Skip to main content

The Unintended Consequences of Employer Credit Check Bans on Labor and Credit Markets

System Working Paper 17-17 | Published June 16, 2017

Download PDF

Authors

Kristle Cortés Federal Reserve Bank of Cleveland

Andrew Glover Federal Reserve Bank of Kansas City

Murat Tasci Federal Reserve Bank of Cleveland

The Unintended Consequences of Employer Credit Check Bans on Labor and Credit Markets

Abstract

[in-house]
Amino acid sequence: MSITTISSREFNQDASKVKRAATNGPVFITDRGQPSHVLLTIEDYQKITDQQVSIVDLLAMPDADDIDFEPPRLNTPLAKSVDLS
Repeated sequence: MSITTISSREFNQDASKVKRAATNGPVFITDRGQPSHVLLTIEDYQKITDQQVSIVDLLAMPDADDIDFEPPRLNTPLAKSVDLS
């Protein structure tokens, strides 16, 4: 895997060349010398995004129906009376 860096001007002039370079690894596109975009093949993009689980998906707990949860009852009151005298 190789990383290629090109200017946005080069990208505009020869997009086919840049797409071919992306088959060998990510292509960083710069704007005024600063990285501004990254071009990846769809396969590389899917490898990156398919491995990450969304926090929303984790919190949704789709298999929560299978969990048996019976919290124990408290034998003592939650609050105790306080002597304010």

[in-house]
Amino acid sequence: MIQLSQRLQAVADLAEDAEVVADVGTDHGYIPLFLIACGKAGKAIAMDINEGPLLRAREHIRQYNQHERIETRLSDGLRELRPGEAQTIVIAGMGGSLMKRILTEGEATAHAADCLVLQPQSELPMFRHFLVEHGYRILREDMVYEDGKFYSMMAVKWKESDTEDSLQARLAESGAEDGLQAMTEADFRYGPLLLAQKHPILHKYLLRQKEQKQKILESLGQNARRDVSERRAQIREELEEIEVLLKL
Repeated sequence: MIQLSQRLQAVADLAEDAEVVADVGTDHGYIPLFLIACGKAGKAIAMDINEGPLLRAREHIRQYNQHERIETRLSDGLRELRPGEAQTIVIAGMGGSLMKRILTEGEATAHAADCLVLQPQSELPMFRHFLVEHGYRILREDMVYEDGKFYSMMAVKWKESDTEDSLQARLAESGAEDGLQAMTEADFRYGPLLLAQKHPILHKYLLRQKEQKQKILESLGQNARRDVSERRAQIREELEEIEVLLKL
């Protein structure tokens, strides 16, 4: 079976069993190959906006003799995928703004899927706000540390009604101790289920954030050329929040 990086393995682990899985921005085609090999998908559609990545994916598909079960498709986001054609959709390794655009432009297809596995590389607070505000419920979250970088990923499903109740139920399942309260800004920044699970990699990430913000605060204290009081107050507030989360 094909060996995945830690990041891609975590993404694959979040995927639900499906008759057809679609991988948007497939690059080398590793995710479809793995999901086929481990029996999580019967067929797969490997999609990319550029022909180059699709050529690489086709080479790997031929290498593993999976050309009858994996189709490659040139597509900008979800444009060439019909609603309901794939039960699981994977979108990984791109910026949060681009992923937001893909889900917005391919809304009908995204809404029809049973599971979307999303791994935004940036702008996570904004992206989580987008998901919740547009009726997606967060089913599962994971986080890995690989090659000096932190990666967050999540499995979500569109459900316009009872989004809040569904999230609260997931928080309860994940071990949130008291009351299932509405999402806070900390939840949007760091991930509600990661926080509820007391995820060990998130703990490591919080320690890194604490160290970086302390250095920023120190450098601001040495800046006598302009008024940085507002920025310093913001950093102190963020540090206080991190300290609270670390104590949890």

Since the Great Recession, 11 states have restricted employers’ access to the credit reports of job applicants. We document that county-level vacancies decline between 9.5 percent and 12.4 percent after states enact these laws. Vacancies decline significantly in affected occupations but remain constant in those that are exempt, and the decline is larger in counties with many subprime residents. Furthermore, subprime borrowers fall behind on more debt payments and reduce credit inquiries postban. The evidence suggests that, counter to their intent, employer credit check bans disrupt labor and credit markets, especially for subprime workers.